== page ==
More than 24 hours later, I'm still not quite sure what to write about that game.
At first it seemed like it would be another New England-Pittsburgh heavyweight battle on defense, with the score tied 10-10 after a first half that saw thrills and spills in the driving Foxboro downpour. The highlight of the game for me at that point was Mike Vrabel's interception early in the first quarter, deep in Steelers territory, which led directly to a touchdown for the Patriots moments later.
The Steelers were then held to a field goal, and another New England field goal made it 10-3, Patriots, just in time for me to start thinking about how before my very eyes they were returning to an older form, one that paired wily defense and adequate, determined offense with a smart, balanced game plan tailored to each opponent from week to week. In particular that interception from Vrabel felt like a tantalizing taste of the dynasty heyday.
In the second quarter, a scintillating 41-yard run by Kevin Faulk against the top rushing defense in the league and another 14 yard gain by Morris put the Patriots in the red zone.
And that's about when things started to go terribly wrong.
Randy Moss, he of the flypaper hands, dropped the ball in the end zone not once, not twice, but thrice, once when it would've been a deflected near-pick through the hands of a Steelers receiver that fell directly into his lap, and he couldn't hang on.
Reduced to a field goal, the Patriots lined up to collect their three points, and that's when the kicker that's had us saying 'Adam who?' missed the crucial kick, wide right.
Then the second half happened.
What had been a few blunders, maybe mental errors or the slipperiness of the ball in the rain at the end of the first half gave way to a 30-minute period of football that is undoubtedly the worst display from the Patriots at least since their 2005 loss to the Broncos in the playoffs (the last time they had 5 turnovers), and maybe, before that, since the 31-0 opening-day loss to Buffalo in 2004.
"Ugly" doesn't do it justice. By the end of this game, the Patriots offense had converted a grand total of ONE third down. There have been other games, even lost by as wide a margin as this, where you could point to one or the other formation or play by the opponent that bolloxed up the Patriots' game plan, or a few key moments where the breaks didn't go the Pats' way. This kind of analysis might apply to the first half, but the second? Was simply not the Patriots football I've been watching for the last five years--or even most of the last five months.
Mental mistakes. The Patriots fell behind, then played like they were behind. Attempts to force success only led to more turnovers, and the collective implosion snowballed on itself. My kingdom for a pep talk from a cool No 12 at that moment.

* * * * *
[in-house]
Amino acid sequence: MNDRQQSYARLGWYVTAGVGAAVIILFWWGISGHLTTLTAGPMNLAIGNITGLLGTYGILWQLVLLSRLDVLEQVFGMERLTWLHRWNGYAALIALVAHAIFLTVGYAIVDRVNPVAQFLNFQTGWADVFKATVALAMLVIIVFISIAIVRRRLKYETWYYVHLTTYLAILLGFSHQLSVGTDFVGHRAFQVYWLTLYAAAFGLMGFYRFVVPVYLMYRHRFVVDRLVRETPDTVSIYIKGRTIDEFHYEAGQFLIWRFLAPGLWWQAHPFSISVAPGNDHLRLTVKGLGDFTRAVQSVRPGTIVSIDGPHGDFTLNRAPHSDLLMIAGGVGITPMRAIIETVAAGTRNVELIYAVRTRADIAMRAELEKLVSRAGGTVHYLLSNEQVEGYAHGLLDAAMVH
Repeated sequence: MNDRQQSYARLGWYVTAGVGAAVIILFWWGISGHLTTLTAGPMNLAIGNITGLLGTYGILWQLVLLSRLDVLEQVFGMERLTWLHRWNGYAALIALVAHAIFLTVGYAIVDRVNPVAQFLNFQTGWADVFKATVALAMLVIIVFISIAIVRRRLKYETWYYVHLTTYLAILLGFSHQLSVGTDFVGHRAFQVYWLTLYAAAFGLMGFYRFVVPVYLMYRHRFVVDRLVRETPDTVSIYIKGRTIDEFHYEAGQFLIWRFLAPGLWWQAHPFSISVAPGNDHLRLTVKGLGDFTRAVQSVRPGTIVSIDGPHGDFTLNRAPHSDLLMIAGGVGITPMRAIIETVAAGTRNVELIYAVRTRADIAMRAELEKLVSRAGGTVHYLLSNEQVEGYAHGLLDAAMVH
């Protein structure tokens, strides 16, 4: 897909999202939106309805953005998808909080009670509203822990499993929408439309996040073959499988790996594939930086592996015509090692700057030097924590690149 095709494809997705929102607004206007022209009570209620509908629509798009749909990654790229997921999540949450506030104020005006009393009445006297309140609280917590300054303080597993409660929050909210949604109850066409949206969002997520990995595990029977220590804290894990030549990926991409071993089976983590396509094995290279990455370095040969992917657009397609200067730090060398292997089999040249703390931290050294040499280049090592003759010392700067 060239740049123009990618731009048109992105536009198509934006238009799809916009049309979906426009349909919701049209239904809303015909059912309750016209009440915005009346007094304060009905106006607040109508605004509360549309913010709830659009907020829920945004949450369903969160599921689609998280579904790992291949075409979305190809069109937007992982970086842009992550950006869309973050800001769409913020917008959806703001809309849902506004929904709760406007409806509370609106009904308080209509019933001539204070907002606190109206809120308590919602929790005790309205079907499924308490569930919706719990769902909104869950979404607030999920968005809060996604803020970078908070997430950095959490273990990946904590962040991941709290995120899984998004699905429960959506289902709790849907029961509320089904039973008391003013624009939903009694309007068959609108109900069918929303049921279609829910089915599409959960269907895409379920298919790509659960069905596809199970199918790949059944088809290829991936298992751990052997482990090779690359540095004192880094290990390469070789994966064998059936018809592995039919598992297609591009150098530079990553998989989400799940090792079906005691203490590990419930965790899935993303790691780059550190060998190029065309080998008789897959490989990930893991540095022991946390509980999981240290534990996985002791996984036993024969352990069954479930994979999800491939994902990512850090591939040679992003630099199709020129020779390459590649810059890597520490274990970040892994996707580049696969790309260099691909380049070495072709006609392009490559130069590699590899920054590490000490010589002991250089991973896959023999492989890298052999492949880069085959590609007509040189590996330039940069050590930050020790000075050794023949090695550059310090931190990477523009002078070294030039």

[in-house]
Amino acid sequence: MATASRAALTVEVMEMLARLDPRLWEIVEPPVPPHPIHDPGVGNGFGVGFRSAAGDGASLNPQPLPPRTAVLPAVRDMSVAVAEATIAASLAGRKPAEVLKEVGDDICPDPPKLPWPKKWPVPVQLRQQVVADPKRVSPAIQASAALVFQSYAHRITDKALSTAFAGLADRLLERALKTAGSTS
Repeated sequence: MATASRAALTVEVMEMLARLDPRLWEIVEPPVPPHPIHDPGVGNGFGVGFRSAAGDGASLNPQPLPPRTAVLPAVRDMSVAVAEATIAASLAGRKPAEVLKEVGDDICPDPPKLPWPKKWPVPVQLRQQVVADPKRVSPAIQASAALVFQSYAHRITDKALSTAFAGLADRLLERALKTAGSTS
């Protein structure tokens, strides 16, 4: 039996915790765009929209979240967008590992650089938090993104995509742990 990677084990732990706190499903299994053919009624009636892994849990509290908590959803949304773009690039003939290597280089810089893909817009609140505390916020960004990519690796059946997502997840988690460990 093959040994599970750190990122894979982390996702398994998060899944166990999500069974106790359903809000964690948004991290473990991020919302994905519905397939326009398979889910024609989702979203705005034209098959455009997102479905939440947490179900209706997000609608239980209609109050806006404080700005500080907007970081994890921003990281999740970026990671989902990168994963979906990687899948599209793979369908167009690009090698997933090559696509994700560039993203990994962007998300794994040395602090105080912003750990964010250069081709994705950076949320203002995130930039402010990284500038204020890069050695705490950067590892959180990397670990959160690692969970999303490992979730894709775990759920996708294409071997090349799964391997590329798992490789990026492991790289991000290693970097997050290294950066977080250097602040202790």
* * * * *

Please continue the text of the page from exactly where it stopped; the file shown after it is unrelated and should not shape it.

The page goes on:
But it can't be that simple, can it? Brady wasn't the only leader on the team. Of course, the team is missing other leaders on both sides of the ball, too, guys like Rodney Harrison, Adalius Thomas and Ty Warren. Yet they were missing those guys when they beat Miami and played a barn-burner against the Jets. Were the Steelers just the level of opponent that finally brought out those absences in glaring relief?
Even then, there's a psychological element to this implosion (that's the only word I can think of that really describe it) that is not something I expected to see even on the worst day from a Belichick team, especially not this Belichick team, one that had showed resilience this year despite injuries and some tough losses.
And surely--SURELY--you can't expect me, a New England Patriots fan, to factor in the weather. Especially since the other guys were playing in the rain, too, and managed not to run around like a bunch of headless chickens.
When the Pats lost to San Diego and the Colts, I allowed the thought that while they've beeen able to overcome the holes in the lineup and cover up the inexperience against fair-to-middling opponents, it may be time to admit we are seeing a pattern emerging where the 2008 Patriots can't hang with the top echelons of the AFC anymore, can't step up to those matchups we used to relish, with the likes of Pittsburgh and Indy. But it seems like whenever I've come to that point of writing them off, the Patriots have surprised me by bouncing back for the next game.
So now it's time to wait and see. I hope it was just a really bad day. I hope that nagging 'can't hang' sense turns out to be wrong.